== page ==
Pursuant to section 73 of the Act, deputy heads may delegate any of their powers, duties or functions under the Act by signing an order authorizing one or more officers or employees of the institution, who are at the appropriate level, to exercise or perform the powers, duties or functions of the head specified in the order.

The powers, duties and functions of the PSC President, under the Act, are delegated to the Chief of Staff, who is the designated ATIP Coordinator for the PSC. Operational responsibility for the application of the Act resides with the ATIP Manager, who has partial delegation. See Annex A – Delegation Instrument.

1.2 The Access to Information and Privacy Coordinator

The ATIP Coordinator is responsible and accountable for the development, coordination and implementation of effective policies, guidelines, systems and procedures to enable the efficient processing of requests under the Access to Information Act and the Privacy Act.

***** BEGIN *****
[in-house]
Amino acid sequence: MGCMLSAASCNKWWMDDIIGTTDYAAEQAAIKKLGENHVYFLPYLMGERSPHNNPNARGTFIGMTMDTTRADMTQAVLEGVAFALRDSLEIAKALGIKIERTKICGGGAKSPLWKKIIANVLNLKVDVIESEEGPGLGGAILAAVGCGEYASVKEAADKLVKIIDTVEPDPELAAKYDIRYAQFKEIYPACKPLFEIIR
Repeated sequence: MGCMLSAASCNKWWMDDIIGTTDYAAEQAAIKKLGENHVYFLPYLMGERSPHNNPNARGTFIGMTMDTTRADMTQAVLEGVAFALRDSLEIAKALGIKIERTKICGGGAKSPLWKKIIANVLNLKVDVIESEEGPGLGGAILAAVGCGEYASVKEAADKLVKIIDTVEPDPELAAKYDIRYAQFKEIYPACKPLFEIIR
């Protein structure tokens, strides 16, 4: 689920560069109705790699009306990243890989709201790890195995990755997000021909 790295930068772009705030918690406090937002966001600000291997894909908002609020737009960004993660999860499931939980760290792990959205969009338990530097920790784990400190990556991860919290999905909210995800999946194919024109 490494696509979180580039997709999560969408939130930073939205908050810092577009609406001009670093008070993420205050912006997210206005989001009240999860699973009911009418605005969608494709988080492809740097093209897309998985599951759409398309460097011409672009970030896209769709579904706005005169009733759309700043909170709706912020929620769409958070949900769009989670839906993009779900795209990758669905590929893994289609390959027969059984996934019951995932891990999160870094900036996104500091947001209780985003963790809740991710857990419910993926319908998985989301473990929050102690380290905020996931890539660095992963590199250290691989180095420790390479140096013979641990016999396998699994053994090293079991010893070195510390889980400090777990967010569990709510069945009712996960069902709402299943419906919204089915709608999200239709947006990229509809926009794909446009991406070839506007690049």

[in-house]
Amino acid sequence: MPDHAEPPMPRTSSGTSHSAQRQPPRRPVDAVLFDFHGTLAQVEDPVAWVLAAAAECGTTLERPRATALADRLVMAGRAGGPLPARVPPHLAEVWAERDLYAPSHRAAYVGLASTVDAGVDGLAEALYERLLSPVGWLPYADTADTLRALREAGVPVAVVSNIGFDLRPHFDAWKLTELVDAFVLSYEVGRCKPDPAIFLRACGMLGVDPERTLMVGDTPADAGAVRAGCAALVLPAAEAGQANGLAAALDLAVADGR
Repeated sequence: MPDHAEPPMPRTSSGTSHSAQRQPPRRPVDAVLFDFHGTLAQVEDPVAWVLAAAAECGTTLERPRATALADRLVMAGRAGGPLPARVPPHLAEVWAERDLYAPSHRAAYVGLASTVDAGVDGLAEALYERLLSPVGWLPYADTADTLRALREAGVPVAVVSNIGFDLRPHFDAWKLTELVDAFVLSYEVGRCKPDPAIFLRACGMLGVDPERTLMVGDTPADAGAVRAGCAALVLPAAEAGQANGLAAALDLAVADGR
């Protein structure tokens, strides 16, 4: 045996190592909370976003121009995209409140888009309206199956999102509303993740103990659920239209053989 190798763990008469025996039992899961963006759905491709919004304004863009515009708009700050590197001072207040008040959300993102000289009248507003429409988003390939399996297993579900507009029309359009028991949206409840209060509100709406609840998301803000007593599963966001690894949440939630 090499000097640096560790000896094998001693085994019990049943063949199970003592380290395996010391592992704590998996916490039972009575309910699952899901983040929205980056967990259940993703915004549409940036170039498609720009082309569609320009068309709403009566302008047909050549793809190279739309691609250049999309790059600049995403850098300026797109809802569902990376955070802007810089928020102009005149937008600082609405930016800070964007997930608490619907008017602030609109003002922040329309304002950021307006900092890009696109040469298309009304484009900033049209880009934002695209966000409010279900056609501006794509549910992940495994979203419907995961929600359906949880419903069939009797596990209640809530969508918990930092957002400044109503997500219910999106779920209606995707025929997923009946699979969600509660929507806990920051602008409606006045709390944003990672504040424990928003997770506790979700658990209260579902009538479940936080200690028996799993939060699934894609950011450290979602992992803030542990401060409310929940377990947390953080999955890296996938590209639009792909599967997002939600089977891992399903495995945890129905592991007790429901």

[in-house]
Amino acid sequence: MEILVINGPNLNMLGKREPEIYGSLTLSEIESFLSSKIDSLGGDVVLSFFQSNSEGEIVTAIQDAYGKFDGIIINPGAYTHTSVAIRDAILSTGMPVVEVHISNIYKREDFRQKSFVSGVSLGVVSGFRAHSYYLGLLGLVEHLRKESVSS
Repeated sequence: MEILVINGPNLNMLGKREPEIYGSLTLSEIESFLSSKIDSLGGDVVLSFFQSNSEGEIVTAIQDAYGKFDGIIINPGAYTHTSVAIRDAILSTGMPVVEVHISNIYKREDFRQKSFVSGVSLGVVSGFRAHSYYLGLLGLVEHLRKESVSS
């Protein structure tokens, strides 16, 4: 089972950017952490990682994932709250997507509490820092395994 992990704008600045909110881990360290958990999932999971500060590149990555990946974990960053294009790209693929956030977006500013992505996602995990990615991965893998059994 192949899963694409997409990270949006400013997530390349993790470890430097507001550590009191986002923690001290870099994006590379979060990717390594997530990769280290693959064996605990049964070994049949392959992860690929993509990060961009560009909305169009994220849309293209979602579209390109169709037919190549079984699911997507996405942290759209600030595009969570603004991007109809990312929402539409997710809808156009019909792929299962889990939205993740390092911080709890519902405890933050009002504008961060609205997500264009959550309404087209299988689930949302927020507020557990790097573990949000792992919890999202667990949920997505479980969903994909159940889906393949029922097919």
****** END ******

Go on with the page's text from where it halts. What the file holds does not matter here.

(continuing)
The Coordinator is also responsible for the development, coordination and implementation of policies, systems and procedures that are required by both Acts as well as Treasury Board of Canada policies and directives. The activities of the coordinator include:

  • Processing requests made under both Acts;
  • Acting as spokesperson for the PSC in dealings with Treasury Board Secretariat (TBS), the Office of the Information Commissioner (OIC) and other government departments and agencies on matters related to the Act;
  • Responding to consultation requests submitted by other federal institutions for PSC documents;
  • Reviewing information collection in accordance with the Communications Policy of the Government of Canada and the Procedures for the Management of Public Opinion Research;